PortandTerminal.com, August 19, 2020
Exhausted crew members of South Korean-owned bulk carrier repatriated after downing their tools | Crew had been on board as virtual “slaves” with expired contracts and approaching a year at sea
PANAMA CITY – Seafarers on the South Korean-owned bulk carrier ‘Contamines’ stood up and refused to work further as their ship came into berth in Panama in recent days.
Fed up, lied to and exhausted, the seafarers adopted the action in order get repatriated after being trapped working aboard the Contamines for months beyond their original contracts, with some crew members approaching a year at sea.
While the conflict came to a head earlier this week, its origins began in early July, when the International Transport Workers’ Federation (ITF) was tipped off that at least some of the Contamines crew were working with expired contracts.
Under the Maritime Labour Convention (MLC), a seafarer is entitled to be repatriated to their home country after their original contract expires, or they can choose to extend their contact up until a cumulative maximum length of 11 months on board.
Ships are not allowed to operate with crew who have expired contracts. Often, expired contracts indicate a seafarer does not want to continue on the ship, but they are unable to get off.
During the crew change crisis, thousands of seafarers and even ships’ masters have been contacting the ITF Inspectorate and the federation’s national-level affiliates, saying they want to get off their vessel.
More and more crew are refusing to extend contracts – they just want to go home.
As the crew of the Cotamines was discovering though, getting home wasn’t going to be easy with both the ship’s owner and its manning company, ADK Maritime out of Singapore, blocking their efforts and back-peddling on their commitments.
In the case of the Contamines, the ITF saw an opportunity in early July when the vessel was berthed in Tianjing, China. They noted that in a few weeks, in early August, it was due to be pass through the Panama Canal.
Other seafarers have been able to repatriate via Panama, and so the ITF hoped these to get the Contamines’ tired and fatigued seafarers off there, and home to their families in Ukraine and Russia.
The ITF’s Latin America/Caribbean Network Coordinator, Juan Villalón, reached out to the ship’s crew. During his discussions with them, Villalón learnt that the crew’s contracts had been doubled since they first signed, and many were quickly approaching a year – over the legal maximum.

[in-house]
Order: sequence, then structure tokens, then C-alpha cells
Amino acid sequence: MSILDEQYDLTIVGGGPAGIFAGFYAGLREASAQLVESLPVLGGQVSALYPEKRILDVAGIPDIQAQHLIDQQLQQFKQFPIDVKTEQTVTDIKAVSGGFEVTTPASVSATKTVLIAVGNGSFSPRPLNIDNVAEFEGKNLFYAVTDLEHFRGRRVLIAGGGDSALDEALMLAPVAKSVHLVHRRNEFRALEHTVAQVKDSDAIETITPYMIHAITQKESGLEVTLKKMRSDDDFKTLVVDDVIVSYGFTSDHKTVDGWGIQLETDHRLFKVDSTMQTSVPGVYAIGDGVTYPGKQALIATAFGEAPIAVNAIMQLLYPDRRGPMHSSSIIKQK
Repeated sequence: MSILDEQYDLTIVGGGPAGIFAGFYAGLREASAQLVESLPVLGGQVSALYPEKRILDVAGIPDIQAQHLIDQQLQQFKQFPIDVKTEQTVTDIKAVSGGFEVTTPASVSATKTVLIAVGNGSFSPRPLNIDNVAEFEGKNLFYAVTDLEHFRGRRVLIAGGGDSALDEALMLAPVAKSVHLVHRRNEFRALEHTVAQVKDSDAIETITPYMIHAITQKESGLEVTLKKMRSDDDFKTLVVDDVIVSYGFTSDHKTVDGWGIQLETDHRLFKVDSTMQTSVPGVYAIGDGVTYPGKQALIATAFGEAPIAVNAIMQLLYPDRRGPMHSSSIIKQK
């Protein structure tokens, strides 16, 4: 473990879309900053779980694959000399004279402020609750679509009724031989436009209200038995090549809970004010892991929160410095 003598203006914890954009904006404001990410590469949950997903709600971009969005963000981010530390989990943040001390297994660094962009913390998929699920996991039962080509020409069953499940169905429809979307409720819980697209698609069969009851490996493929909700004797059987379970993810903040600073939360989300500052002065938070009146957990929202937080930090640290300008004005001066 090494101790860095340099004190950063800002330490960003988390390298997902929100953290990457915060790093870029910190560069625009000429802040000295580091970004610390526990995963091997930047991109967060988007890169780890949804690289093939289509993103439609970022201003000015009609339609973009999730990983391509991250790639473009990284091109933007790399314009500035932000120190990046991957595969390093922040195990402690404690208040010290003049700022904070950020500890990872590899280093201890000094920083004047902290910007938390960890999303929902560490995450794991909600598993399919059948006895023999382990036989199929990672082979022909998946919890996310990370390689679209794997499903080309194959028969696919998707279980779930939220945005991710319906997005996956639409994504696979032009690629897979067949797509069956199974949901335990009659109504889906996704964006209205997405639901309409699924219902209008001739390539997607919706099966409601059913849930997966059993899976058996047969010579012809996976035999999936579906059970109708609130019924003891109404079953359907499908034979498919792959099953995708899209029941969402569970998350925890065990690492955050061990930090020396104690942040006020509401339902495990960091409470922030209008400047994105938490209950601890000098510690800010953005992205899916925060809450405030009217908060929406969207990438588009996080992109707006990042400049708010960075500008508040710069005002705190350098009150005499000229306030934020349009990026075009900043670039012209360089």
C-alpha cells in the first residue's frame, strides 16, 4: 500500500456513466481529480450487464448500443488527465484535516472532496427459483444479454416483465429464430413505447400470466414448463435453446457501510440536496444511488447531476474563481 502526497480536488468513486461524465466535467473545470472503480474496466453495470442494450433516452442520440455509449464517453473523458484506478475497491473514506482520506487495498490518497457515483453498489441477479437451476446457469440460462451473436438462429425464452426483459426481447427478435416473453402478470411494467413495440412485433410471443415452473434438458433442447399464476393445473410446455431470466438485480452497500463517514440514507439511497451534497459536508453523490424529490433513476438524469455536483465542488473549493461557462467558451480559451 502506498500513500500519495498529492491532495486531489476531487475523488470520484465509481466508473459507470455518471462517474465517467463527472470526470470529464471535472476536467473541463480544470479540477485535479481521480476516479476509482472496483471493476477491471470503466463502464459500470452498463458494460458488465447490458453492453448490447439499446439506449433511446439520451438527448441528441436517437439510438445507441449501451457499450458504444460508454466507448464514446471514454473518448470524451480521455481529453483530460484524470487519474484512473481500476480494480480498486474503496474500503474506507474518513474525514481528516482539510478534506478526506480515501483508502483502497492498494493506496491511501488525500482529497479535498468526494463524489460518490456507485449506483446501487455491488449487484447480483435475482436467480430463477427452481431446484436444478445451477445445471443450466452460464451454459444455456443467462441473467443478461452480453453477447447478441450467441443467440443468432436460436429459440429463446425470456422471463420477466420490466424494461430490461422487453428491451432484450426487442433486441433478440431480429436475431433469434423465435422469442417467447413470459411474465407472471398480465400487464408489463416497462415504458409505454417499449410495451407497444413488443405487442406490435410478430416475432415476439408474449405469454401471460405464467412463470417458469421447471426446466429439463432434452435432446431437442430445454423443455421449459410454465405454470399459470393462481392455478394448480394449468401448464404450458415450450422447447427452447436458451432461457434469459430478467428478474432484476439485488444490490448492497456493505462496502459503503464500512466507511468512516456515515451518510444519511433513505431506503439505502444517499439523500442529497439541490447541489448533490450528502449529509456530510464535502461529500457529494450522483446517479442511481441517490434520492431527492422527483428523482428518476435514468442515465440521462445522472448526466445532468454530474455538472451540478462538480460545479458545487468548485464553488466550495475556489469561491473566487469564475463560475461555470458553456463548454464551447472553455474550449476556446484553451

The crew also said that the ship’s South Korean owner had promised on a number of occasions to repatriate them. Every time the promises would come, but the ship kept sailing. The crew had been growing increasingly frustrated, and now even some of their salaries had stopped being paid.
According to the ITF, the ship’s management company even tried to convince the seafarers with false flight booking documents to stay onboard after they advised they were going to stop working upon arrival in Panama.
Fearing that the promises from the manning and management company would fall through, the seafarers stopped work allowing for the Panamanian Port State Control (PSC) agency to arrest the ship to prevent its scheduled transit of the Panama Canal.
By 6 August, the PSC had evidence that missing salaries have been paid, but repatriation had still not yet occurred.
The next day four crew members signed off the Contamines as it sat in port, including the chief engineer (who is Panamanian) and the chief mate. The four were sent to a hotel, finally embarking on their voyage home.
“ADK Maritime had cut all salaries since the day the crew stopped working, despite the repatriation delay being almost entirely the fault of the company,” ITF said.
In the following days, the company’s replacement crew arrived. And then, finally, on August 11, the remainder crew who had been on board for almost a year, left the vessel and boarded their own flights home.
ADK Maritime continues to blame-shift and complain about how their crew members ended up in such a desperate situation.
“We are fighting to keep these seafarers alive. To reunite them with their wives, and husbands and children. It is extraordinary to have a company so brazen in their lies, their deceit, and now their arrogance. Have they no shame?” said Fruto.
But the message from the ITF is that its Inspectors can only help seafarers when crew identify themselves and put up their hands to request repatriation. Many crew remain fearful of retaliation from their employer, who can wield much power and intimidation for a crew still aboard. Seafarers are also worry about what speaking up might do to harm their future employment opportunities in the industry.
It is estimated that over 600,000 seafarers have been affected by the COVID-19 related travel restrictions and the resulting crew change crisis.
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